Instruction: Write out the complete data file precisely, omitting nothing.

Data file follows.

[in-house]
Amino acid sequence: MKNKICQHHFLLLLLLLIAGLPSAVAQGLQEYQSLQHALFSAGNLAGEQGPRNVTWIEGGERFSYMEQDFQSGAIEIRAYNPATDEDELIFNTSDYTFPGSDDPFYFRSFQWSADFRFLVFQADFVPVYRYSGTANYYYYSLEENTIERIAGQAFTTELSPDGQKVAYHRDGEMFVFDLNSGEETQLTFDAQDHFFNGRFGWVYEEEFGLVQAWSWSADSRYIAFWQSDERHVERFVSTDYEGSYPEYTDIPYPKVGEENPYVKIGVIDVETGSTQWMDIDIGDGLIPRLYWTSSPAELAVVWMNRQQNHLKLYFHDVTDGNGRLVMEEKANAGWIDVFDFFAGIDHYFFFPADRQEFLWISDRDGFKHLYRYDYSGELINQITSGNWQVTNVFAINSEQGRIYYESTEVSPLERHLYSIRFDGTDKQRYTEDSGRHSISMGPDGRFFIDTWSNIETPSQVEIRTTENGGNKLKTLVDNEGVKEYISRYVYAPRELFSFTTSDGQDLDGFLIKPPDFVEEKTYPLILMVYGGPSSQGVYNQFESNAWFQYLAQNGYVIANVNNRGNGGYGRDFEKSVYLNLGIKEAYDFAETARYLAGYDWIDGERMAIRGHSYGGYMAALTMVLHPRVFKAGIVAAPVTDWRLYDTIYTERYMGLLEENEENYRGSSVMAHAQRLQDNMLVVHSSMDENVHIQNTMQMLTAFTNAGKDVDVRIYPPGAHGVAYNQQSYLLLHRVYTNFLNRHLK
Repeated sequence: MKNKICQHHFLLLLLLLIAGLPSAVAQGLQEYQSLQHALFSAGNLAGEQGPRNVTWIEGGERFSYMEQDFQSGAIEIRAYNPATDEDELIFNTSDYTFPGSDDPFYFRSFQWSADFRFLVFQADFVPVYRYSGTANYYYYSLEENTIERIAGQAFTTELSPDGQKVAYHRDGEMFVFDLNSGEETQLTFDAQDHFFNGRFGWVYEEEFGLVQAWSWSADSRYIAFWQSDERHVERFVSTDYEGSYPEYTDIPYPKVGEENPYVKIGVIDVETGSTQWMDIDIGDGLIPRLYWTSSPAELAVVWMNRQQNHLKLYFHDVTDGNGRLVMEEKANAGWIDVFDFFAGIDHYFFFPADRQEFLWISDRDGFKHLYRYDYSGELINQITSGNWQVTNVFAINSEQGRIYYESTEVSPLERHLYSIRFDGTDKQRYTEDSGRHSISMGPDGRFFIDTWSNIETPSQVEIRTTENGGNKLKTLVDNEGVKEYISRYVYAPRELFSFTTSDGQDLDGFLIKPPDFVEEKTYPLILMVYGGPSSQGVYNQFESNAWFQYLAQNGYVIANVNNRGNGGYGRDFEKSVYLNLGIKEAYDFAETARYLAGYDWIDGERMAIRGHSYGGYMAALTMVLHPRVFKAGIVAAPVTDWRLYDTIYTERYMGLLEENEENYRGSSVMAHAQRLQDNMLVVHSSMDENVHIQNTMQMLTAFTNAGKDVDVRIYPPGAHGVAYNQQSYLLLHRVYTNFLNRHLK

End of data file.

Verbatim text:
[in-house]
Amino acid sequence: MKNKICQHHFLLLLLLLIAGLPSAVAQGLQEYQSLQHALFSAGNLAGEQGPRNVTWIEGGERFSYMEQDFQSGAIEIRAYNPATDEDELIFNTSDYTFPGSDDPFYFRSFQWSADFRFLVFQADFVPVYRYSGTANYYYYSLEENTIERIAGQAFTTELSPDGQKVAYHRDGEMFVFDLNSGEETQLTFDAQDHFFNGRFGWVYEEEFGLVQAWSWSADSRYIAFWQSDERHVERFVSTDYEGSYPEYTDIPYPKVGEENPYVKIGVIDVETGSTQWMDIDIGDGLIPRLYWTSSPAELAVVWMNRQQNHLKLYFHDVTDGNGRLVMEEKANAGWIDVFDFFAGIDHYFFFPADRQEFLWISDRDGFKHLYRYDYSGELINQITSGNWQVTNVFAINSEQGRIYYESTEVSPLERHLYSIRFDGTDKQRYTEDSGRHSISMGPDGRFFIDTWSNIETPSQVEIRTTENGGNKLKTLVDNEGVKEYISRYVYAPRELFSFTTSDGQDLDGFLIKPPDFVEEKTYPLILMVYGGPSSQGVYNQFESNAWFQYLAQNGYVIANVNNRGNGGYGRDFEKSVYLNLGIKEAYDFAETARYLAGYDWIDGERMAIRGHSYGGYMAALTMVLHPRVFKAGIVAAPVTDWRLYDTIYTERYMGLLEENEENYRGSSVMAHAQRLQDNMLVVHSSMDENVHIQNTMQMLTAFTNAGKDVDVRIYPPGAHGVAYNQQSYLLLHRVYTNFLNRHLK
Repeated sequence: MKNKICQHHFLLLLLLLIAGLPSAVAQGLQEYQSLQHALFSAGNLAGEQGPRNVTWIEGGERFSYMEQDFQSGAIEIRAYNPATDEDELIFNTSDYTFPGSDDPFYFRSFQWSADFRFLVFQADFVPVYRYSGTANYYYYSLEENTIERIAGQAFTTELSPDGQKVAYHRDGEMFVFDLNSGEETQLTFDAQDHFFNGRFGWVYEEEFGLVQAWSWSADSRYIAFWQSDERHVERFVSTDYEGSYPEYTDIPYPKVGEENPYVKIGVIDVETGSTQWMDIDIGDGLIPRLYWTSSPAELAVVWMNRQQNHLKLYFHDVTDGNGRLVMEEKANAGWIDVFDFFAGIDHYFFFPADRQEFLWISDRDGFKHLYRYDYSGELINQITSGNWQVTNVFAINSEQGRIYYESTEVSPLERHLYSIRFDGTDKQRYTEDSGRHSISMGPDGRFFIDTWSNIETPSQVEIRTTENGGNKLKTLVDNEGVKEYISRYVYAPRELFSFTTSDGQDLDGFLIKPPDFVEEKTYPLILMVYGGPSSQGVYNQFESNAWFQYLAQNGYVIANVNNRGNGGYGRDFEKSVYLNLGIKEAYDFAETARYLAGYDWIDGERMAIRGHSYGGYMAALTMVLHPRVFKAGIVAAPVTDWRLYDTIYTERYMGLLEENEENYRGSSVMAHAQRLQDNMLVVHSSMDENVHIQNTMQMLTAFTNAGKDVDVRIYPPGAHGVAYNQQSYLLLHRVYTNFLNRHLK